According to these organization's website's the mission statement of the Marriott-Ritz Carlton Corporation is simply that the consumer or the investor "Look no further," for quality. McDonald's website, although it provides an additional page detailing the wealth of values upheld by the corporation ultimately simply proclaims, "I'm Loving it" as its mission statement. GE, in contrast, has a far more extensive mission statement, proclaiming that: "From jet engines to power generation, financial services to plastics, and medical imaging to news and information, GE people worldwide are dedicated to turning imaginative ideas into leading products and services that help solve some of the world's toughest problems." The UPS website provides even more detail, noting little-known facts how the company was "founded in 1907 as a messenger company in the United States, UPS has grown into a $30 billion corporation by clearly focusing on the goal of enabling commerce around the globe. Today UPS is a global company with one of the most recognized and admired brands in the world. We have become the world's largest package delivery company and a leading global provider of specialized transportation and logistics services. Every day, we manage the flow of goods, funds, and information in more than 200 countries and territories worldwide."
This comparison suggests that the Marriott Ritz Carlton and McDonalds prefers, as service-based organizations directed to the general public, to include their mission statements in simple, pithy terms that are generally variations on their corporate slogans directed towards the general public. In contrast, UPS and GE, which purvey respectively less obvious and consumer-based services and a wider array of products and services, some of which are directed to corporations or to countries, tend to form their mission statements in a more value-based and cohesive manner in a fashion that suggests it is directed at corporations and investors as well as product users.
Question 2 Steps in Strategy Formation of GE
GE deploys one of the most effective strategies of total quality management, applying quantitative concepts to qualitative problems. Six Sigma is a customer-focused, data-driven philosophy that suggests a process must produce no more than 3.4 defects per million opportunities. An opportunity is defined as a chance for nonconformance, or not meeting the required specifications. The steps to Six Sigma involve defining a potential problem quantitatively, determining why something doesn't work, then determining what does 'work,' deploying the solution, instilling quality controls to ensure that the 'solution' is maintained over the course of the company's evolution of the new strategy, and finally to create measures to determine that over the course of time the solution continues to work.
Question 3 Annual Reports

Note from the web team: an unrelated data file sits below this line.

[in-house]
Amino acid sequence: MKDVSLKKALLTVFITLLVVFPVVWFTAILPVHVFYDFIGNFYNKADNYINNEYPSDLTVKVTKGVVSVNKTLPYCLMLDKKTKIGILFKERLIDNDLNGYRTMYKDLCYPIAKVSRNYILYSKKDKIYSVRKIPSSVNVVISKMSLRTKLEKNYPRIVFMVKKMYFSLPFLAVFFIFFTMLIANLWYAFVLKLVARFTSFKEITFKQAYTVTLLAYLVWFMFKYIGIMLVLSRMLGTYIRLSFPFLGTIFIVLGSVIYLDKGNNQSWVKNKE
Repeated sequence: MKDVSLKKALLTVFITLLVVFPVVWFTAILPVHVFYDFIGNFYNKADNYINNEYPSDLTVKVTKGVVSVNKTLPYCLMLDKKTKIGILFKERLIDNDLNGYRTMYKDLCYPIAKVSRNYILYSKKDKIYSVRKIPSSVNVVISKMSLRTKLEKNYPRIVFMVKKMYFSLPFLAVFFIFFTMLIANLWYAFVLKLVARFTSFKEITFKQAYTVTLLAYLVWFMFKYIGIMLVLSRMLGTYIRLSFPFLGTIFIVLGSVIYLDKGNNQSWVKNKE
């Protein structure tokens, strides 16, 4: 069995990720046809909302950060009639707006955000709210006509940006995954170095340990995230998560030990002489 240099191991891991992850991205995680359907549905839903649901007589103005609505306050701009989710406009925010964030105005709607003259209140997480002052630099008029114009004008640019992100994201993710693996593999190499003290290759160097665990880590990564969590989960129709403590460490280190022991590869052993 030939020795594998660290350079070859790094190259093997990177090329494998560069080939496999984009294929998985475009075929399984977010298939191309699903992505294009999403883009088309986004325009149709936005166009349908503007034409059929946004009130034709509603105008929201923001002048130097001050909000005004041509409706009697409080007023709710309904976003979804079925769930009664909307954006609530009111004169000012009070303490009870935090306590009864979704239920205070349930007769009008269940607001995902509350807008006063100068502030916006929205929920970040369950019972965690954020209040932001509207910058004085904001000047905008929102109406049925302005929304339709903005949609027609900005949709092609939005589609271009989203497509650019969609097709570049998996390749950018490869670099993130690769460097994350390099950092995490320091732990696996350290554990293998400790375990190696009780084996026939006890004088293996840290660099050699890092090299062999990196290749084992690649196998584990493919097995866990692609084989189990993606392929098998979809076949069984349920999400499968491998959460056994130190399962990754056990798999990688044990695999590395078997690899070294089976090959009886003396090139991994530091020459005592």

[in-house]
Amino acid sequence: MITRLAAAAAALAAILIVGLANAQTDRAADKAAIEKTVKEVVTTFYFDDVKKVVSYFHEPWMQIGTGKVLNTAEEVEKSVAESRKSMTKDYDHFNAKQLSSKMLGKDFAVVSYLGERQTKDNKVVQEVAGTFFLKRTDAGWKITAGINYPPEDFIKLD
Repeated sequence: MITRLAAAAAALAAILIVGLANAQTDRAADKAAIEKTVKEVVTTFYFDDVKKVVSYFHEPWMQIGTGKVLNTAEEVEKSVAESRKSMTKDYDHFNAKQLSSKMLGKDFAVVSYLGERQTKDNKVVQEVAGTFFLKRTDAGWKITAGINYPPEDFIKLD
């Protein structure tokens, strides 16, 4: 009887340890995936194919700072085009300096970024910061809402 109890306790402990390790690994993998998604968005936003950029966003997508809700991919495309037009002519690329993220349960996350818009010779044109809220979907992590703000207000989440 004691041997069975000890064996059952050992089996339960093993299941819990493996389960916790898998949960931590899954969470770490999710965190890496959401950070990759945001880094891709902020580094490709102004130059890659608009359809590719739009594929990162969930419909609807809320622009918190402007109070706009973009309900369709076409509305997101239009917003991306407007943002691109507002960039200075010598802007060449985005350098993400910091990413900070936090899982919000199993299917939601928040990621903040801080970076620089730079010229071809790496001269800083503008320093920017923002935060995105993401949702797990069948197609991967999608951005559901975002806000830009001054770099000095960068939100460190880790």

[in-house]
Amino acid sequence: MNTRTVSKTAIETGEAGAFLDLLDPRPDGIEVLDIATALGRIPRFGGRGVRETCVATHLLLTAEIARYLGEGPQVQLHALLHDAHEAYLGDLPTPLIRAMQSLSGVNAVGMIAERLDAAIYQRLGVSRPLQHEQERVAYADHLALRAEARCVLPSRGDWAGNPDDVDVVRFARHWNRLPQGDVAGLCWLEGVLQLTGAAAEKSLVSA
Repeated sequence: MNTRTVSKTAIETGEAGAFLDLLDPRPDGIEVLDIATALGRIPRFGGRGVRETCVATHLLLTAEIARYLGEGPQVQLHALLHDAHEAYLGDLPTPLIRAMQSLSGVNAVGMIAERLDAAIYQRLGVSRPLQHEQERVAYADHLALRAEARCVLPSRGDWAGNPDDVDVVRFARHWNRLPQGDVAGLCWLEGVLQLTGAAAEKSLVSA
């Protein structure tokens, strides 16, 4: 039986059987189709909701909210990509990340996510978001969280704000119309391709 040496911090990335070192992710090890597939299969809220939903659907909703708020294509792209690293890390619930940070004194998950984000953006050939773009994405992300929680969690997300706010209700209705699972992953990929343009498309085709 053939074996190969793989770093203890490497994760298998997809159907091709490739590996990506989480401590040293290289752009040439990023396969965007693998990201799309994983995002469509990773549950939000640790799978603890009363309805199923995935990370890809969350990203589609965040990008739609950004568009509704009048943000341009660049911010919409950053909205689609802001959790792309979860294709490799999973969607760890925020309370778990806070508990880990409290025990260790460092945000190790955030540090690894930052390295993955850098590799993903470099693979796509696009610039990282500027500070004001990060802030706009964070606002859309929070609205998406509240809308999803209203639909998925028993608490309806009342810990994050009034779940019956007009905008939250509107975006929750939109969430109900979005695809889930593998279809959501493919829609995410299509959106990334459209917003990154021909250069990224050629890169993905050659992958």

Despite its salutary message about its company's international growth and its adaptation to the 'healthy eating trend,' McDonald's overall performance has been quite disappointing. According to Hoover's, an online analysis service, McDonald's recorded a notably disappointing performance in 2001, System wide sales grew by just 1.1% to U.S.$40.6 billion, whilst revenue growth of 4.4% was much lower than the growth rates of around 7% recorded in the previous years of the review period. The low increases in sales and revenues for 2001 were offset attempts to expand the company's international outreach and adapt to different national palates.
However, although sales in 2003 and 2004 have improved, consumer concerns about beef safety in Europe and Japan, and the strength of the U.S. dollar have hindered further growth.
Question 4 Benchmarking
Conventionally, the most prevalent coverage regarding the off shoring of companies revolves around the negative aspects of this strategy for Americans at home. However, viewed through the lens of benchmarking, a slightly different analysis is achieved. According to the American Productivity & Quality Center (APQC), off shoring has improved or set a new benchmark of excellence for American companies in the informational technology sector.
Before, benchmarking in regards to outsourcing "has focused on inexpensive labor costs in the manufacture of commodity goods. But today, due to technological advancements and cheap skilled labor resources abroad, global sourcing now incorporates services such as back-office functions and knowledge-intensive work such as information technology (IT) applications development and maintenance. A March 2004 survey by the American Productivity & Quality Center (APQC) shows that development, particularly of custom applications, is the most common type of IT-related work under consideration to be sent offshore and currently sent offshore. More than three of every four respondents indicated that they are interested in off shoring as a strategy specifically in…